With a crew of twelve but without Rae , Livingstone sailed the little ship across to Bombay just before the monsoon broke. He left her in Bombay, where she was later sold unprofitably; he was back in London on 23 July. This time Livingstone's reception was subdued. The Zambezi expedition had cost much more, and achieved much less, than expected. It had lasted six and a half years, though scarcely eighteen months were spent on travel above the Shire and Zambezi cataracts and on the Rovuma, due to sickness and logistical problems.
The geographical and scientific results seemed hardly commensurate with the effort expended, and plans to check the slave trade had come to nothing. Stewart had identified:. He meets a difficulty, overcomes it by an amount of perseverance and an expenditure of strength and money which men will put forth once or twice but which it would be ruinous to carry out as a rule. Kirk was driven to write to Stewart in , 'in him I believe all kindly feelings to be absolutely extinct' J.
Wallis , ed. Fortunately, this was untrue. Livingstone regretted that he had seen so little of his children, and in August he rejoined his family, in Hamilton, though Robert had gone to the USA and later that year died fighting for the north in the civil war. Livingstone then visited the west highlands, including Ulva, as the guest of the duke of Argyll.
Webb , whom he had known in south Africa. Here he worked on a second book. This had originally been planned as a pamphlet in which to accuse the Portuguese of fostering the slave trade in central Africa; however, Charles made his own journal available, and David drew extensively on this. The Narrative of an Expedition to the Zambesi and its Tributaries shows some of the qualities of Missionary Travels , but it is more impersonal and much more tendentious. Given the quarrels and reverses which marred the expedition, there was much for which Livingstone could attract blame, and he sought to direct it elsewhere.
Livingstone was intent on returning to Africa. On his way home he had learned more about the Arab slave trade and had glimpsed possibilities for legitimate trade with India. He was, moreover, convinced that he could throw light on the Nile problem. In Speke had found that the White Nile flowed from Lake Victoria, but Livingstone did not believe this was the whole answer: since at least he had thought that the source of the Nile was close to that of the Zambezi. He wanted to outshine Burton as well as Speke , and by November he had agreed with Murchison that he would try to 'settle' the watersheds of central Africa, though he insisted that he remained primarily a missionary.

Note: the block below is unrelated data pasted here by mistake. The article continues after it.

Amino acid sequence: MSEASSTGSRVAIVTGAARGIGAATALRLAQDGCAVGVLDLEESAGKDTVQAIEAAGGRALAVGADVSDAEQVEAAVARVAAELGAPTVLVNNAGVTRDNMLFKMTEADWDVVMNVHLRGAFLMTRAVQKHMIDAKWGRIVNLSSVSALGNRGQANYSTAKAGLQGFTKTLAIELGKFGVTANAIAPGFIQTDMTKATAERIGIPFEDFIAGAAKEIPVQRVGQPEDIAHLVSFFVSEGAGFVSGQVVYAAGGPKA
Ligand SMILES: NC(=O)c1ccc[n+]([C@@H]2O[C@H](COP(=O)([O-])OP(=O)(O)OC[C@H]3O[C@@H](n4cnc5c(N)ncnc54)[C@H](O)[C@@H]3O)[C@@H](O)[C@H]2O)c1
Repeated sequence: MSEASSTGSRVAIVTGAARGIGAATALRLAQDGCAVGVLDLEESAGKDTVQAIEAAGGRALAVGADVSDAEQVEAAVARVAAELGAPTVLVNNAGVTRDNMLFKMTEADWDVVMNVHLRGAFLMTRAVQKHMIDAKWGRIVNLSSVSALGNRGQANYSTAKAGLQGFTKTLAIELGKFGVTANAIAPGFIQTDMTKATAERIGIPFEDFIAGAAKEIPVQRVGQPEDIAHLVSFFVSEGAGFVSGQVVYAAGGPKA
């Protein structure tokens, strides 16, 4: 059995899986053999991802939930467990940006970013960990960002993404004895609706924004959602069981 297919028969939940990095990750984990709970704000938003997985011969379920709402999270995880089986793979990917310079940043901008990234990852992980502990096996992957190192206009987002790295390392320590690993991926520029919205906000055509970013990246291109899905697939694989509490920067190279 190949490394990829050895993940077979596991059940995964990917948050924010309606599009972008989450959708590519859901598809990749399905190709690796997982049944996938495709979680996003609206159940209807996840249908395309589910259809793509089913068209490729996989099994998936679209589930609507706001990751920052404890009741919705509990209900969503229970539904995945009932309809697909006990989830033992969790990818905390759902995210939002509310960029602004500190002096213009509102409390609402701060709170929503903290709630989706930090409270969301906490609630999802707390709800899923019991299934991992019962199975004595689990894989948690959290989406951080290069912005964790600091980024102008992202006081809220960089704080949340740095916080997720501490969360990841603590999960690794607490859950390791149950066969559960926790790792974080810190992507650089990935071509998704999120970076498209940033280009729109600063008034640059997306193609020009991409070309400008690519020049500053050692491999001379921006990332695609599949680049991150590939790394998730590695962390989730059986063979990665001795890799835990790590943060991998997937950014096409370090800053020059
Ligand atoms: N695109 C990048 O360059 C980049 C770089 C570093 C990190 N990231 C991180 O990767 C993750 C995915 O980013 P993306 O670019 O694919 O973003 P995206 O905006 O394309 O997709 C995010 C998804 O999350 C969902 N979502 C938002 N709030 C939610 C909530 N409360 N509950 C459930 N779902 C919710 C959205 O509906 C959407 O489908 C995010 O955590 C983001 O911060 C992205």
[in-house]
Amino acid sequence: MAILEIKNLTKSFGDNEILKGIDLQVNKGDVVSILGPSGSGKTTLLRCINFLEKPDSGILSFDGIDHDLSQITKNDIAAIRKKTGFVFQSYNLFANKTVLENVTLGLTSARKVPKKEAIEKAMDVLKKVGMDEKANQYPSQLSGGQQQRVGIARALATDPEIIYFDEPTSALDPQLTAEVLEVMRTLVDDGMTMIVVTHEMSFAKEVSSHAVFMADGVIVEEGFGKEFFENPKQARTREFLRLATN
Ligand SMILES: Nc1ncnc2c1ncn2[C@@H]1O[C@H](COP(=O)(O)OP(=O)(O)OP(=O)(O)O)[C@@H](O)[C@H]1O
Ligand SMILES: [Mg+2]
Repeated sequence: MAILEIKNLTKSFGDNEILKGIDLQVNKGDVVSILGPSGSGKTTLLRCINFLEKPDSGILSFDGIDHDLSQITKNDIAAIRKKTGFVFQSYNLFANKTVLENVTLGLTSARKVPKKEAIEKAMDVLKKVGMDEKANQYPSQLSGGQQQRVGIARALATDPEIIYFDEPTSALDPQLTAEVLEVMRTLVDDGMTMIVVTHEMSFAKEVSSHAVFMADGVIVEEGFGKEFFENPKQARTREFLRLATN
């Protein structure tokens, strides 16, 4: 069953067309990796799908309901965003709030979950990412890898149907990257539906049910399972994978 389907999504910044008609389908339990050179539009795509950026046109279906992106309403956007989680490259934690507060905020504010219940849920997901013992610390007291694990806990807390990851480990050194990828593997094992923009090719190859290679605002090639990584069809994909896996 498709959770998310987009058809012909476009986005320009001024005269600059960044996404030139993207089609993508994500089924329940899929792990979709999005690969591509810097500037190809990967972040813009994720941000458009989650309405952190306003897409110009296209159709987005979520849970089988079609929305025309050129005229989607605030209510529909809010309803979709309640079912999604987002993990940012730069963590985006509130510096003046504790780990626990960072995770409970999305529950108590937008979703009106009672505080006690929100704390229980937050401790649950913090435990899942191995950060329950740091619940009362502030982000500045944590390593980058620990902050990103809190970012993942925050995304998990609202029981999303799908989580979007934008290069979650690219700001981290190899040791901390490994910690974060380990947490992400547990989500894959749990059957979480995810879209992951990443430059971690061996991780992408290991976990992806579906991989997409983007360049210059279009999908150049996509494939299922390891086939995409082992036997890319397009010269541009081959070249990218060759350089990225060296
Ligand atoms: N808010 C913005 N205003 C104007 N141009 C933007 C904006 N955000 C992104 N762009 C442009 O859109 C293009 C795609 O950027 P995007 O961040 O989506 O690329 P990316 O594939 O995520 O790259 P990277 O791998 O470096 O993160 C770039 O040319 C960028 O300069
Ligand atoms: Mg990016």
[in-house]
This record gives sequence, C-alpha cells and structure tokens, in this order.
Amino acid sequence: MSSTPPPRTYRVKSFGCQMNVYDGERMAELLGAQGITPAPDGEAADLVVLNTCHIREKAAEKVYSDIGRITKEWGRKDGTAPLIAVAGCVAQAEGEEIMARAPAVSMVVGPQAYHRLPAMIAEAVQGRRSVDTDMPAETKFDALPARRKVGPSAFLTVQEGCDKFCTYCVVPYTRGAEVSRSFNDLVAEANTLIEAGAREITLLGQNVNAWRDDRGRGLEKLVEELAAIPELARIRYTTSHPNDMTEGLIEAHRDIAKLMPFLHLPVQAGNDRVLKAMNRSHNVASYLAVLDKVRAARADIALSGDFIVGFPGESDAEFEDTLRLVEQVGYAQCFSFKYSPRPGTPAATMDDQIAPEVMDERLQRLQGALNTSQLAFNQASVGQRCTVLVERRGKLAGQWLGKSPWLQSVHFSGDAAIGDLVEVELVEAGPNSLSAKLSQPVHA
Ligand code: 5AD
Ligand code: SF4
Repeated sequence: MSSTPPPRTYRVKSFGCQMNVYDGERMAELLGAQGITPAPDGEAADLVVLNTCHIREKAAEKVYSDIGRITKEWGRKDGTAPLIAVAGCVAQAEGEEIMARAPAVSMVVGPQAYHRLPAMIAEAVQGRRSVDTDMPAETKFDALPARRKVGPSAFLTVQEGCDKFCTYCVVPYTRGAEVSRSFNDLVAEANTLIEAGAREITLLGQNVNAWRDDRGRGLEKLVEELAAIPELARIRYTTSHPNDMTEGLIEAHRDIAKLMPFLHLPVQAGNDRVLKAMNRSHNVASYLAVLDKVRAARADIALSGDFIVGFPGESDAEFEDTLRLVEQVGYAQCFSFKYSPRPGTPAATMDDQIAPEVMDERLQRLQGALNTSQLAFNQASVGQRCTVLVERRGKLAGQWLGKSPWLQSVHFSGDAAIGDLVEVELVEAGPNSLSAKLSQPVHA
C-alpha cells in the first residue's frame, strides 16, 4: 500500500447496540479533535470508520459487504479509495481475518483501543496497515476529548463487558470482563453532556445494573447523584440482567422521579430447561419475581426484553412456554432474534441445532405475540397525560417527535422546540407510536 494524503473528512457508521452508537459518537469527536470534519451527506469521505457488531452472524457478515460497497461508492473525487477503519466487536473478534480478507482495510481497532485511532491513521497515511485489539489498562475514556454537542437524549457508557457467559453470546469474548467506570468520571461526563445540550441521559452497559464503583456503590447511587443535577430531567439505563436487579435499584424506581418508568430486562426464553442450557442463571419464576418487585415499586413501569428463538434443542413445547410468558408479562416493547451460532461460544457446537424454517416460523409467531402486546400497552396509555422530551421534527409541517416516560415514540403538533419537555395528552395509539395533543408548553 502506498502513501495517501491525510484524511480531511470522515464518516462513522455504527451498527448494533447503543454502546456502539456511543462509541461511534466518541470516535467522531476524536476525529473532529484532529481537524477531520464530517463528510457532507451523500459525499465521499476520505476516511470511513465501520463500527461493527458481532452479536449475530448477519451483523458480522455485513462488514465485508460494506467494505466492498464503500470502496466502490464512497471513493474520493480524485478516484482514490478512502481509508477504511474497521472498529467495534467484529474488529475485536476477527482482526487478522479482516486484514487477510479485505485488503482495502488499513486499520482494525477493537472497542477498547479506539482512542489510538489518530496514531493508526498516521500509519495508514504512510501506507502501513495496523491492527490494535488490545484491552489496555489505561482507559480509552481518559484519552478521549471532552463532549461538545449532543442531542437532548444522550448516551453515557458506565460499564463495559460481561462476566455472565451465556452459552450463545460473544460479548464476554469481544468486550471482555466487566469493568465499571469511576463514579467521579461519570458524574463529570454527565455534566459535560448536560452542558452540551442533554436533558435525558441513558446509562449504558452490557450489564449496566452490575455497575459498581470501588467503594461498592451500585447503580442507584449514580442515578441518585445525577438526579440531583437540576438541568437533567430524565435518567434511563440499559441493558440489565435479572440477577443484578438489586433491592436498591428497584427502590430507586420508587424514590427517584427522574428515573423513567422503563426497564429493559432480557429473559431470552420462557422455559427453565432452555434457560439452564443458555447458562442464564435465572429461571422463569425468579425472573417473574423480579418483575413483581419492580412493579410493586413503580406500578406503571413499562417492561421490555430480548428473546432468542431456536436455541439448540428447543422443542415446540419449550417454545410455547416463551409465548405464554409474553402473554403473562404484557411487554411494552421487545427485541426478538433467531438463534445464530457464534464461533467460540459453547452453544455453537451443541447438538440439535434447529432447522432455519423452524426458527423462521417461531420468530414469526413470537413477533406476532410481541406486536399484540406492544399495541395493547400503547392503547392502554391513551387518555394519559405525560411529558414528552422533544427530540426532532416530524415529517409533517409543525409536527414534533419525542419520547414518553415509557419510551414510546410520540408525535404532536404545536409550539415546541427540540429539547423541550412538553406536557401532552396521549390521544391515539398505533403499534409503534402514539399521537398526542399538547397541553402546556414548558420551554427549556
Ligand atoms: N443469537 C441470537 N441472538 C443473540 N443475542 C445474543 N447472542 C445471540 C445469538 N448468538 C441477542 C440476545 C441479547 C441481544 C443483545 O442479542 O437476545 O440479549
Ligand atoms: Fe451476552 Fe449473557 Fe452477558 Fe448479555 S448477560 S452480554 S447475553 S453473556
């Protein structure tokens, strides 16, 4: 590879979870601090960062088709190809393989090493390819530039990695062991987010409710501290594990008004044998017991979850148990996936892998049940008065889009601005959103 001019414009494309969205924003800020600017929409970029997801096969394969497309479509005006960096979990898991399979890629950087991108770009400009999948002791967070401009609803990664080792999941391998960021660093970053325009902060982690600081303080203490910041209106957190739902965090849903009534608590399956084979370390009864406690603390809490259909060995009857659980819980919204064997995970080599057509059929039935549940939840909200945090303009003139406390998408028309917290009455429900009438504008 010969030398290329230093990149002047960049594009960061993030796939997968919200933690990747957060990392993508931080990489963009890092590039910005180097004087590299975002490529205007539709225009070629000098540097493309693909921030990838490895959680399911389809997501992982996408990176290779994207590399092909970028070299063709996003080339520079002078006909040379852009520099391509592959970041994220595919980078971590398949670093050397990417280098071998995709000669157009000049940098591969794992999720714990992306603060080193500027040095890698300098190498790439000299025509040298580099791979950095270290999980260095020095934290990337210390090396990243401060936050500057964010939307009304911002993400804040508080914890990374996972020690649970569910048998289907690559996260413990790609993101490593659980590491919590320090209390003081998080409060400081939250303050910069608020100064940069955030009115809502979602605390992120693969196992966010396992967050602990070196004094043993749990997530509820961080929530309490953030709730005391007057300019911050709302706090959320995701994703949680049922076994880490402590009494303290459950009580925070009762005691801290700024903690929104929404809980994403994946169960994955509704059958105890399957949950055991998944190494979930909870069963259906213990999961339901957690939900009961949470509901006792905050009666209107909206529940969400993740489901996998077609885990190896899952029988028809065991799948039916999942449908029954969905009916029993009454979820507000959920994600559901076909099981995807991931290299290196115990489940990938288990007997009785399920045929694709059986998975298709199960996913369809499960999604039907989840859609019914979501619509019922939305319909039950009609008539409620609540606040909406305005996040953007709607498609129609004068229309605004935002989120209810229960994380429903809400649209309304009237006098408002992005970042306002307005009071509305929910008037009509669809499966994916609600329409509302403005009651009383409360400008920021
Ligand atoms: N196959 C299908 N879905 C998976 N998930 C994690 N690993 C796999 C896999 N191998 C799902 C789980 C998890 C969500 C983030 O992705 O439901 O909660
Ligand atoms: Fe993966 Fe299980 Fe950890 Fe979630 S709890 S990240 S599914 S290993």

He planned to return to the Rovuma, pass to the north of Lake Nyasa, look for the Nile headwaters, and then make for Ujiji , on Lake Tanganyika ; but he still hoped to find a site for a trading mission. The expedition was to be small-scale, without a steamboat, and without other Europeans. Livingstone was appointed to a roving consulship outside the Portuguese sphere, without salary or pension.
David Livingstone, Missionary Explorer
As the time for departure approached he continued to spend much time with Agnes : a month in London, and two months in Scotland where he attended his mother's burial in June. In August he settled Agnes in a finishing school in Paris, before taking ship from Marseilles.
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In Bombay , Livingstone recruited several sepoys, and twelve Africans from mission schools, including four whom he had brought across in His host in Bombay was the governor, Sir Bartle Frere , who in January gave the party passage in a government ship to Zanzibar. Here Livingstone added ten men from the Comoro Islands. Once on the mainland the expedition soon ran into trouble.
It took four months to reach Lake Nyasa, past frightful evidence of slaving, and by then the sepoys had been dismissed. Rumours of war obliged Livingstone to go round the south end of the lake, where the Comorans gave up. In January , soon after crossing the Luangwa River, the chronometers were damaged, which caused persistent error in observations of longitude.